One of the first things we agreed on when writing Owl's Flower was that there would be no conflict or drama through misunderstanding. You know the kind: overhearing a piece of conversation, or seeing your SO standing next to someone else, and using those incomplete puzzle pieces to assume they're cheating or don't love you anymore. (Misunderstanding for the sake of comedy? Completely acceptable.)

Herne and Iris trust each other on that most basic of levels: that they won't be unfaithful, and that if ever one of them begins to fall out of love (though don't expect that), they'll be honest about it. So Iris catching the back half of a sentence, or Herne seeing her chatting with a cute guy, won't drive them into the depths of despair.

If your partner is the sort you need to suspect, there's a bigger problem at play. Give them the gift of trust; and if you can't, then you need to find out why.

Asking Questions

Speaking of trust, and assumptions, there's basically one solid way to communicate when you have a question: ask the question.

Don't understand why they react to something the way they do? Ask. Or at least ask if there's anything they want to talk about. Confused about something they said? Ask. And, as before... if you feel you can't, or if you really can't, then there's a bigger problem at play.

Iris, naturally, has a lot of questions about Herne. They're not necessarily following our advice at every turn here. But in this case, they will. Or they'll try. After all, there are still a lot of things about Herne, and his past, that he hasn't put out there yet.

Saying Nothing

We've all had times when a problem couldn't be solved with quick thinking, advice, action, or anything short of a magic wand. In those times, all we wanted was someone with us. The knowledge that we're not alone, that there's someone there for us, who can just be present. In those moments, sometimes saying nothing is the best way to say "I love you."

It's also one of the hardest things on this list to do.

We feel the need to fix things, especially for people we love. We want that answer. We want to have that magic wand. Admitting we don't, that some things aren't in our power, is important — as well as noting that that doesn't make us any less valuable to the people we care about. If we're only in their lives because they think we can engineer solutions to all their problems, that's... you know, a problem.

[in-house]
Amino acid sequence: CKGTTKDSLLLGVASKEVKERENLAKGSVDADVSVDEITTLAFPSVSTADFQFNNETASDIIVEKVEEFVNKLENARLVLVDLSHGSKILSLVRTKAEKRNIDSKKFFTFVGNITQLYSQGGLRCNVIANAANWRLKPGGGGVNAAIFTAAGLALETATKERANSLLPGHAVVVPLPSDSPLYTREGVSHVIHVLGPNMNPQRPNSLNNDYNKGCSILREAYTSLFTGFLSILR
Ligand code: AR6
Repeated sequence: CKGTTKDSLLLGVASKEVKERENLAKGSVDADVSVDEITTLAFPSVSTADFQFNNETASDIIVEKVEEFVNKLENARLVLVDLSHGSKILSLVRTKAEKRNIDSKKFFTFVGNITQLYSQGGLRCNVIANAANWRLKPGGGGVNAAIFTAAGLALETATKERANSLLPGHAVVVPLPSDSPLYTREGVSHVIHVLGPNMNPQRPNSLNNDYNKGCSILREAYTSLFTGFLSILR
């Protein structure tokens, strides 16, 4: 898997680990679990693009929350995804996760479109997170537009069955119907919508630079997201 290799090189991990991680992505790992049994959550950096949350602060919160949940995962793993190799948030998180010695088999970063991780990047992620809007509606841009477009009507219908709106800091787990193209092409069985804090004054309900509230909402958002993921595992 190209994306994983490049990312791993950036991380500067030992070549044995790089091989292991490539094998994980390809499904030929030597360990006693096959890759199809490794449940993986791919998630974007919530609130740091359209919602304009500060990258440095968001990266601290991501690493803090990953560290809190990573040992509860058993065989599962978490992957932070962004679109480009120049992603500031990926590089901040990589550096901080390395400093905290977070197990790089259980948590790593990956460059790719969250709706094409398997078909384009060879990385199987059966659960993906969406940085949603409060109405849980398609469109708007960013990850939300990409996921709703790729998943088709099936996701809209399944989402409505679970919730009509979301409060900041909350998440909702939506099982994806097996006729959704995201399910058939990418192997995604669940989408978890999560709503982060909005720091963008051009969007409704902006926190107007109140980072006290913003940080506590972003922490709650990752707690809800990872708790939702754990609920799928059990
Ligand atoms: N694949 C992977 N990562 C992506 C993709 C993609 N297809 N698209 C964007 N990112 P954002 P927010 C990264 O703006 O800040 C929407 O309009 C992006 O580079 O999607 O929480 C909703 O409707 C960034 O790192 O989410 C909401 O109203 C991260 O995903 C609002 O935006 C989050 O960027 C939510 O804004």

It's all right to not know. It's brave to admit you can't necessarily be your partner's complete hero at all times in all ways. You can still be what they need in the moment.

Here's hoping all our readers have a fantastic day. Spend it with your loved ones, your families, your friends, or a good book or favorite movie. Dumb Baby also recommends cookies... but he always does.

Thursday, January 16, 2020

Five Ways We Stay Productive

As creators, we've got a lot on. In addition to working on Owl's Flower, we both have day jobs and passion projects — and in each of our cases, they're connected to what you already see us do. Ginger is a designer by day, and Kara does news and features around the web.

With all these different pieces floating around, it can be hard to stay focused and grounded. This book needs doing, but so does this shirt design. These articles are due next week, but so is a rough draft for this anthology. And sometimes, thanks to events in our lives or mood or just the weather, we don't want to do anything. So how do we keep rolling?

We each have our individual ways of focusing up at home, the office, or the home office. But here are a few methods we share in different ways. They aren't miracle cures, but they get the job done.

Take a Nap

black and gray owl

Seriously. If you're procrastinating because you're tired and you have the freedom to lie down, do it. Even dropping down for ten minutes of shuteye will yield better results than attempting to push through. Just make sure you set an alarm and put it somewhere where you can't turn it off in your sleep!